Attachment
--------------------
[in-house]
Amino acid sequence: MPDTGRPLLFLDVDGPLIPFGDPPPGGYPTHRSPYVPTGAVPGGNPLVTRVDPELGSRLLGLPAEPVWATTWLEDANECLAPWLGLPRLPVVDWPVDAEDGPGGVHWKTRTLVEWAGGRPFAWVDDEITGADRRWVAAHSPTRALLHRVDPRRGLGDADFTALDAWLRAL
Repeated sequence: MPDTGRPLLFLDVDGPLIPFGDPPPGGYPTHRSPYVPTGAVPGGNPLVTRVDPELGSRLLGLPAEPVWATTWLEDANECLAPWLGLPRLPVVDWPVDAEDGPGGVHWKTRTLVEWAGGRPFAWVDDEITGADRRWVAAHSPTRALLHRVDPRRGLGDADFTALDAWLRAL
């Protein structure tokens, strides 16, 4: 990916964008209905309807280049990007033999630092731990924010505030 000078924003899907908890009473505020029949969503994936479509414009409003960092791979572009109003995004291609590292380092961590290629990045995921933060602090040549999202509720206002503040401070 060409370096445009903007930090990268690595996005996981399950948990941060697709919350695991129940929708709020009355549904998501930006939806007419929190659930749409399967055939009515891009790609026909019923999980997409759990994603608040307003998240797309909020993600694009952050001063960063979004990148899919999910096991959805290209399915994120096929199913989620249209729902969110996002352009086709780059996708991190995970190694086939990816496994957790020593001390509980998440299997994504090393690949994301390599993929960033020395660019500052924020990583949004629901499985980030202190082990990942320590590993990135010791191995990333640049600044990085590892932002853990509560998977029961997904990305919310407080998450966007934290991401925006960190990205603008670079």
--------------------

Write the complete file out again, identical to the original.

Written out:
[in-house]
Amino acid sequence: MPDTGRPLLFLDVDGPLIPFGDPPPGGYPTHRSPYVPTGAVPGGNPLVTRVDPELGSRLLGLPAEPVWATTWLEDANECLAPWLGLPRLPVVDWPVDAEDGPGGVHWKTRTLVEWAGGRPFAWVDDEITGADRRWVAAHSPTRALLHRVDPRRGLGDADFTALDAWLRAL
Repeated sequence: MPDTGRPLLFLDVDGPLIPFGDPPPGGYPTHRSPYVPTGAVPGGNPLVTRVDPELGSRLLGLPAEPVWATTWLEDANECLAPWLGLPRLPVVDWPVDAEDGPGGVHWKTRTLVEWAGGRPFAWVDDEITGADRRWVAAHSPTRALLHRVDPRRGLGDADFTALDAWLRAL
């Protein structure tokens, strides 16, 4: 990916964008209905309807280049990007033999630092731990924010505030 000078924003899907908890009473505020029949969503994936479509414009409003960092791979572009109003995004291609590292380092961590290629990045995921933060602090040549999202509720206002503040401070 060409370096445009903007930090990268690595996005996981399950948990941060697709919350695991129940929708709020009355549904998501930006939806007419929190659930749409399967055939009515891009790609026909019923999980997409759990994603608040307003998240797309909020993600694009952050001063960063979004990148899919999910096991959805290209399915994120096929199913989620249209729902969110996002352009086709780059996708991190995970190694086939990816496994957790020593001390509980998440299997994504090393690949994301390599993929960033020395660019500052924020990583949004629901499985980030202190082990990942320590590993990135010791191995990333640049600044990085590892932002853990509560998977029961997904990305919310407080998450966007934290991401925006960190990205603008670079």